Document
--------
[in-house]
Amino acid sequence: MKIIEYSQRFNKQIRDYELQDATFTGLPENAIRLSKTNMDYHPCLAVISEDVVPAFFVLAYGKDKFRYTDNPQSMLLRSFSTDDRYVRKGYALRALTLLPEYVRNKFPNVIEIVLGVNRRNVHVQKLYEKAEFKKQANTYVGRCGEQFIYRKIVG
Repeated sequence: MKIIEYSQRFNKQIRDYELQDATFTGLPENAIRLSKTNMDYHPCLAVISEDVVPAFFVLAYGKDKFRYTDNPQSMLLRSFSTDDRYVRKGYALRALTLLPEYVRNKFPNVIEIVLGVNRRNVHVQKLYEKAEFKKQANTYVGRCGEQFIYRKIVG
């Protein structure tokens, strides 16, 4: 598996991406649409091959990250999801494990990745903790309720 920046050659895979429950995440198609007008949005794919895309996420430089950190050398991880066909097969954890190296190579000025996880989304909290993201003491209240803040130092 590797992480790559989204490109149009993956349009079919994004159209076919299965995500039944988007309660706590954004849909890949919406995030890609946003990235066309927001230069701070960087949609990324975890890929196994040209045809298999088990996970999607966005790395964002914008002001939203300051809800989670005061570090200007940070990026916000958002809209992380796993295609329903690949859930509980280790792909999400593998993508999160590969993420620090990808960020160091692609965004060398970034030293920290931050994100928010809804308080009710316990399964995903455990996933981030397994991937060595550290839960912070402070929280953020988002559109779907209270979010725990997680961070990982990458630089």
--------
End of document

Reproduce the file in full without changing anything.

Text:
[in-house]
Amino acid sequence: MKIIEYSQRFNKQIRDYELQDATFTGLPENAIRLSKTNMDYHPCLAVISEDVVPAFFVLAYGKDKFRYTDNPQSMLLRSFSTDDRYVRKGYALRALTLLPEYVRNKFPNVIEIVLGVNRRNVHVQKLYEKAEFKKQANTYVGRCGEQFIYRKIVG
Repeated sequence: MKIIEYSQRFNKQIRDYELQDATFTGLPENAIRLSKTNMDYHPCLAVISEDVVPAFFVLAYGKDKFRYTDNPQSMLLRSFSTDDRYVRKGYALRALTLLPEYVRNKFPNVIEIVLGVNRRNVHVQKLYEKAEFKKQANTYVGRCGEQFIYRKIVG
């Protein structure tokens, strides 16, 4: 598996991406649409091959990250999801494990990745903790309720 920046050659895979429950995440198609007008949005794919895309996420430089950190050398991880066909097969954890190296190579000025996880989304909290993201003491209240803040130092 590797992480790559989204490109149009993956349009079919994004159209076919299965995500039944988007309660706590954004849909890949919406995030890609946003990235066309927001230069701070960087949609990324975890890929196994040209045809298999088990996970999607966005790395964002914008002001939203300051809800989670005061570090200007940070990026916000958002809209992380796993295609329903690949859930509980280790792909999400593998993508999160590969993420620090990808960020160091692609965004060398970034030293920290931050994100928010809804308080009710316990399964995903455990996933981030397994991937060595550290839960912070402070929280953020988002559109779907209270979010725990997680961070990982990458630089």